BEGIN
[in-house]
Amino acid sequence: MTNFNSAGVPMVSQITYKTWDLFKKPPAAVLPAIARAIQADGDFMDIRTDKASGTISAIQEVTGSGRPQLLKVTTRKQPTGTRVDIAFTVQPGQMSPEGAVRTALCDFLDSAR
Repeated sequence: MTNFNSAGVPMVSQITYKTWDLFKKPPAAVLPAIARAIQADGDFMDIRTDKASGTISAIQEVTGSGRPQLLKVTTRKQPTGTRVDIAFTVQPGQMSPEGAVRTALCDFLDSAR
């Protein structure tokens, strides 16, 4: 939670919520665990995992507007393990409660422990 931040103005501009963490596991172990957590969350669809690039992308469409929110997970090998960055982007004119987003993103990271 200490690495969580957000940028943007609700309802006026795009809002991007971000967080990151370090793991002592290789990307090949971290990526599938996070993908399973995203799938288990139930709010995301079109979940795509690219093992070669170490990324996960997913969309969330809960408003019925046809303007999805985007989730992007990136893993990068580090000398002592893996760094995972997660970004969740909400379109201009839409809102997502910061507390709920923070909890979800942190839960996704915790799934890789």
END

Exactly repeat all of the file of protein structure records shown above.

[in-house]
Amino acid sequence: MTNFNSAGVPMVSQITYKTWDLFKKPPAAVLPAIARAIQADGDFMDIRTDKASGTISAIQEVTGSGRPQLLKVTTRKQPTGTRVDIAFTVQPGQMSPEGAVRTALCDFLDSAR
Repeated sequence: MTNFNSAGVPMVSQITYKTWDLFKKPPAAVLPAIARAIQADGDFMDIRTDKASGTISAIQEVTGSGRPQLLKVTTRKQPTGTRVDIAFTVQPGQMSPEGAVRTALCDFLDSAR
């Protein structure tokens, strides 16, 4: 939670919520665990995992507007393990409660422990 931040103005501009963490596991172990957590969350669809690039992308469409929110997970090998960055982007004119987003993103990271 200490690495969580957000940028943007609700309802006026795009809002991007971000967080990151370090793991002592290789990307090949971290990526599938996070993908399973995203799938288990139930709010995301079109979940795509690219093992070669170490990324996960997913969309969330809960408003019925046809303007999805985007989730992007990136893993990068580090000398002592893996760094995972997660970004969740909400379109201009839409809102997502910061507390709920923070909890979800942190839960996704915790799934890789």